For over a century we have been using machines, and as technology has advanced, they have taken on an increasing role in our lives, carrying out a variety of daily tasks. Today, it is safe to say we are even dependent on many things on machines designed to act intelligently.
Nevertheless, when people hear the term “artificial intelligence,” the instinctual reaction is still one of confusion, concern, and even fear.
For over a century we have been using machines, and as technology has advanced, they have taken on an increasing role in our lives, carrying out a variety of daily tasks. Today, it is safe to say we are even dependent on many things on machines designed to act intelligently. Nevertheless, when people hear the term “artificial intelligence,” the instinctual reaction is still one of confusion, concern, and even fear.
No doubt part of the fear of AI has been implanted by Hollywood and science fiction, which has perpetuated a generally negative association of AI that keeps us in fear of the future, one where machines copy intelligent human behavior until they become even smarter than humans, eventually becoming the ultimate threat to our very existence (see “the Matrix”). In fact, according to a survey conducted by Chapman University regarding Americans’ fears, technology ranked as second-highest on the fear scale, while 22% of those surveyed feared artificial intelligence specifically.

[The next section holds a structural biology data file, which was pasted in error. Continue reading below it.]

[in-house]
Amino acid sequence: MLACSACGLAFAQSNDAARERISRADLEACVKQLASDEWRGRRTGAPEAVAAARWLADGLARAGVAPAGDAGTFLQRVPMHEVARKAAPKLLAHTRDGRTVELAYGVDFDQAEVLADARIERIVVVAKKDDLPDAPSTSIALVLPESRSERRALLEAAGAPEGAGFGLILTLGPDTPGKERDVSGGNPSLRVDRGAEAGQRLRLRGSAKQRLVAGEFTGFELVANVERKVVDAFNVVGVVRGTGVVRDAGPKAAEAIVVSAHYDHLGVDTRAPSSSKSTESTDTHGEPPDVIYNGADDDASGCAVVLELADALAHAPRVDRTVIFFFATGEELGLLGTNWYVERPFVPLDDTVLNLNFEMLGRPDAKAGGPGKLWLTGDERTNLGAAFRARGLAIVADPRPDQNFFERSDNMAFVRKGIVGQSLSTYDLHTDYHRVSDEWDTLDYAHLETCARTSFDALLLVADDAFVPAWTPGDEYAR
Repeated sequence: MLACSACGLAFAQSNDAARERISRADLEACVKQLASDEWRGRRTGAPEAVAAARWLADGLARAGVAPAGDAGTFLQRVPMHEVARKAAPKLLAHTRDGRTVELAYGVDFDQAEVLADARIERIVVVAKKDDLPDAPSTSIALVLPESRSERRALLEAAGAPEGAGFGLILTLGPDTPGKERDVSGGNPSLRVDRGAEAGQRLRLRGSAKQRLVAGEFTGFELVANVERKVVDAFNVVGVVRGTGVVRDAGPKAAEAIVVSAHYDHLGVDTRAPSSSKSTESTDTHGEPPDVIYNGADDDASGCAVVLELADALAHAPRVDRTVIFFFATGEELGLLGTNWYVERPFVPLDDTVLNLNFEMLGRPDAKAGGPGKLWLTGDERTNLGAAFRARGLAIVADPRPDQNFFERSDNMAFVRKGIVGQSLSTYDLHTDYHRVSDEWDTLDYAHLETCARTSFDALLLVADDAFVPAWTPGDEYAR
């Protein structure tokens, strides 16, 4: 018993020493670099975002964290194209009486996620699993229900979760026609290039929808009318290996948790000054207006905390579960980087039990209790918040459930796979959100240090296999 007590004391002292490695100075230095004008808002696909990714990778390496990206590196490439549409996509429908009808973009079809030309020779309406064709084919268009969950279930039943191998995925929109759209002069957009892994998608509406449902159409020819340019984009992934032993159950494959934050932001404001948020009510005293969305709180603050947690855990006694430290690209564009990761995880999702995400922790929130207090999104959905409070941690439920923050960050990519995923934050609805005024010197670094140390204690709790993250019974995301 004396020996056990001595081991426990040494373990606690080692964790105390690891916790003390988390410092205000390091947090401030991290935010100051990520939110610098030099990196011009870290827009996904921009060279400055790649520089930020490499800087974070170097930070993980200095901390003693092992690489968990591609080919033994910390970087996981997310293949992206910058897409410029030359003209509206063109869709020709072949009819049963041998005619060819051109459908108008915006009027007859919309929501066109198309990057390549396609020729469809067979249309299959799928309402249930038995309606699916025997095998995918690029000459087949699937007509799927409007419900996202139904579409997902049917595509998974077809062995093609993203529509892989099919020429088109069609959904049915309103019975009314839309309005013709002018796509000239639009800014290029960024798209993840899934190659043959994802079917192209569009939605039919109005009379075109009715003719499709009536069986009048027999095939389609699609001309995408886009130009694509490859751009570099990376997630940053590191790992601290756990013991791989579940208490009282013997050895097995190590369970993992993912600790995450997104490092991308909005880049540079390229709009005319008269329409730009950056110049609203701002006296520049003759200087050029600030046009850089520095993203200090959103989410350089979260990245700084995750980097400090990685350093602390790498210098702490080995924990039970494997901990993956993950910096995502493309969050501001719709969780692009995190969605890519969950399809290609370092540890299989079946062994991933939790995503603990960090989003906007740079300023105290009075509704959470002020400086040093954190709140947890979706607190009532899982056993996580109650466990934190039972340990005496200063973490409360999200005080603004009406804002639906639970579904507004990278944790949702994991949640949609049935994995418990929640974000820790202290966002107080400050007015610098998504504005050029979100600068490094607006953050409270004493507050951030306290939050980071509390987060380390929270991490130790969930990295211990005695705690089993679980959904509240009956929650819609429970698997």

The truth is, some form of applied AI is already at work in a vast number of applications that are useful in virtually every field. However, what is important to remember is that a machine is still ultimately just a piece of equipment made up of various parts that work together to perform a function when given the power to do so. Similarly, regarding the powerful and complex algorithms of “neural networks” that are fueling machine learning applications, and which work to classify information in the same way a human brain does. There were actual people that created and programmed the algorithms, devising the logic and steps the machine requires to carry out the given tasks.
AI and Customer Service
Today, one of the main fields beginning to reap the benefits of new AI technology is customer service automation. In fact, one of the predictions in Gartner’s Customer 360 summit was that by 2020, customers will manage 85% of their relationship with enterprises without interacting with a human!
In the meantime, as customers voice their complaints across all channels, via phone, email, online chat, and social media, etc., companies are struggling to respond quickly enough to their customers on all fronts. In fact, according to Accenture, businesses are losing $1.6 trillion annually due to poor customer service, so a new digital IT strategy is a pressing issue for many brands.